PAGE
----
A couple of years ago I started to turn the floor of the old water mill into a scree bed. Taking the turf off revealed a floor that had once simply been beaten clay with broken brick and tile. So, no drainage. I considered that, with luck, relatively shallow-rooted alpines could grow in gravel above the old floor, and so far this appears to be the case. I’ve used pea gravel to a depth of between four and six inches, not mixed with any soil or compost. When planting, I take a fairly deep plug out of the clay, fill it with gravel, add a handful of compost, and plant to a depth where the neck of the plant will have plenty of gravel round it. Results have been encouraging.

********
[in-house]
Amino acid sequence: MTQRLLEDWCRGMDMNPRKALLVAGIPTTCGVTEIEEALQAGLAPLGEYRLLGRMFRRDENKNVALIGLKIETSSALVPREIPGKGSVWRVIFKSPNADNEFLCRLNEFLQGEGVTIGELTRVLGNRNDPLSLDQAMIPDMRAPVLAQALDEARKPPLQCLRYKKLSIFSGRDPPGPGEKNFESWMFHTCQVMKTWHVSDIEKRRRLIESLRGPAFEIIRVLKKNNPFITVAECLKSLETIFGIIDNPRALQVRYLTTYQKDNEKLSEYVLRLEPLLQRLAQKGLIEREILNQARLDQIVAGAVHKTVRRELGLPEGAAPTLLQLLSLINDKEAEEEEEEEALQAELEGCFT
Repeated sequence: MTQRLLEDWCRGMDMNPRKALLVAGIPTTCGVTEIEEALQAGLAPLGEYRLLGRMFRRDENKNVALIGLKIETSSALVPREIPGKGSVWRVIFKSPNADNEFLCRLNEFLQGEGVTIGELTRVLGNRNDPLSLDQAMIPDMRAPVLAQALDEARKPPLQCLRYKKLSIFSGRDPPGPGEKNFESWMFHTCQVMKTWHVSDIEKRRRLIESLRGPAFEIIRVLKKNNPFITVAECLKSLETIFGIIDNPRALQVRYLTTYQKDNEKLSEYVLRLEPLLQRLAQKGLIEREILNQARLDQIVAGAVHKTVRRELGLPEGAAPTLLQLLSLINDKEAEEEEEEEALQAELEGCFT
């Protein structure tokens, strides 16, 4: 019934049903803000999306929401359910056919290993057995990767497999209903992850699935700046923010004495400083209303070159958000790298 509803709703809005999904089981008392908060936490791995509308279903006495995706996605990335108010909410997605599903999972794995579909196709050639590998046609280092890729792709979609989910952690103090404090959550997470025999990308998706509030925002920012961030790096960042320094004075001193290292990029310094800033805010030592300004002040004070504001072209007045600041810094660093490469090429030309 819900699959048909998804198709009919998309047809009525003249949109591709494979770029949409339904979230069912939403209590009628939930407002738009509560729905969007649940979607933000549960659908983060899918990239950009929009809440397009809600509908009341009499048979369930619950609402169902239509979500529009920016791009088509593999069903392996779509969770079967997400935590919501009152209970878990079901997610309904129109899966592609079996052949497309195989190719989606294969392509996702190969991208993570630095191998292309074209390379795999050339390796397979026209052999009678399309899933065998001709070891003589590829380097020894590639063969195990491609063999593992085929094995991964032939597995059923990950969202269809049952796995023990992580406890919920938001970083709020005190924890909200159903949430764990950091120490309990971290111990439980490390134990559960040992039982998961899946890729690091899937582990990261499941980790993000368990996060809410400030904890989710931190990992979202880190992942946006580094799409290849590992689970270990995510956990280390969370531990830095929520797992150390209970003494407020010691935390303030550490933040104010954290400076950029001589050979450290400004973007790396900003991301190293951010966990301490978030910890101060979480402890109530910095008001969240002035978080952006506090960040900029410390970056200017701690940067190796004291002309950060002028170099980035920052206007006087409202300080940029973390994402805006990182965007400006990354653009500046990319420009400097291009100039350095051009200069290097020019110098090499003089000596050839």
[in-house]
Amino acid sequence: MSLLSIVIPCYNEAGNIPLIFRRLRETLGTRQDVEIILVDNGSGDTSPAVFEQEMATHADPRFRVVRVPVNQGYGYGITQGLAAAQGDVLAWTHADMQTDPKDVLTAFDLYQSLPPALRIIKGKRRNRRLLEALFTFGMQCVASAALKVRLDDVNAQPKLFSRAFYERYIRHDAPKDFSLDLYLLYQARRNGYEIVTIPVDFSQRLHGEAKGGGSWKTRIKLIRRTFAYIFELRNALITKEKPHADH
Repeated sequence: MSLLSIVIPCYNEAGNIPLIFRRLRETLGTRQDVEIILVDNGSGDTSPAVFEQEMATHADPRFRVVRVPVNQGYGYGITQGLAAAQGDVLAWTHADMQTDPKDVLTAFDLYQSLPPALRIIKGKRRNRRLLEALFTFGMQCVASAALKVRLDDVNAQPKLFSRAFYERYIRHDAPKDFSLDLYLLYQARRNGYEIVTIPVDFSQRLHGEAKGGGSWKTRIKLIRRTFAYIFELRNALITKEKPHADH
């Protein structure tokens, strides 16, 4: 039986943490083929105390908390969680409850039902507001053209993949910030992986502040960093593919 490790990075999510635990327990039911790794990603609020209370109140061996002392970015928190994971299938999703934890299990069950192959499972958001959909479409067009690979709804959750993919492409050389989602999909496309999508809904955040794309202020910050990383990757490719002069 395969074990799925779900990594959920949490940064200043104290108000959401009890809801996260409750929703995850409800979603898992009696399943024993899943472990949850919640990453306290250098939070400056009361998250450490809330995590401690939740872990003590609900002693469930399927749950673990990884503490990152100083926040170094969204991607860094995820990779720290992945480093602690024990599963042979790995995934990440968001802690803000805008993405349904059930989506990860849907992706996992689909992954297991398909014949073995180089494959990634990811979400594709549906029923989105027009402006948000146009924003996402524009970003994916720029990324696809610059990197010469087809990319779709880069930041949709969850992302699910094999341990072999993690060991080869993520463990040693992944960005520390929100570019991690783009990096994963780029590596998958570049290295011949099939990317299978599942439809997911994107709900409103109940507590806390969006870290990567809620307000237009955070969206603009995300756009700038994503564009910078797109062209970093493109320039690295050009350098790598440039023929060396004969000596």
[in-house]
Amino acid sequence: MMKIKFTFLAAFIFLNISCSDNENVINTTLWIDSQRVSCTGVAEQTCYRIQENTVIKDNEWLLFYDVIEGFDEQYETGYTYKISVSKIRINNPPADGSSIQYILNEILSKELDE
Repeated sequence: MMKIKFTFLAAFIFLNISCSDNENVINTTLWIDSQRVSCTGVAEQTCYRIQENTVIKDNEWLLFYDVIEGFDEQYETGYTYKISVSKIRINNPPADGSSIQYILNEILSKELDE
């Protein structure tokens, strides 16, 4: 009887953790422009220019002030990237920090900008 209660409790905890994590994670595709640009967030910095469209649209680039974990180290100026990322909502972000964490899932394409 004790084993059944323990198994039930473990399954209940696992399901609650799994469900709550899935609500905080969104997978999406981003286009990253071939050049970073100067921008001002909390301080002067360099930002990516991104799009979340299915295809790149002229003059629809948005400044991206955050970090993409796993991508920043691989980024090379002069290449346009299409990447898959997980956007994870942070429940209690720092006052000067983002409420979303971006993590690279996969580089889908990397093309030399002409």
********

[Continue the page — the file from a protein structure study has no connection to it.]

II work at trying to have colour in the scree bed throughout spring and summer. At this time of year, through to August, I rely on the South African rhodohypoxis varieties to give the colour needed to draw the eye. This (I think) is rhodohypoxis ‘Douglas’:
Rhodohypoxis are reliable here in Scotland, but the grassy leaves, followed immediately by the flower buds, push through the gravel quite late in April, so I have to remember where they are when weeding. Luckily, a nursery specialising in them is within range, so I don’t have to buy sight unseen. I note the Alpine garden society recommends covering them with a slate in winter to keep them dry, but I haven’t bothered to do this yet, and so far I haven’t lost any.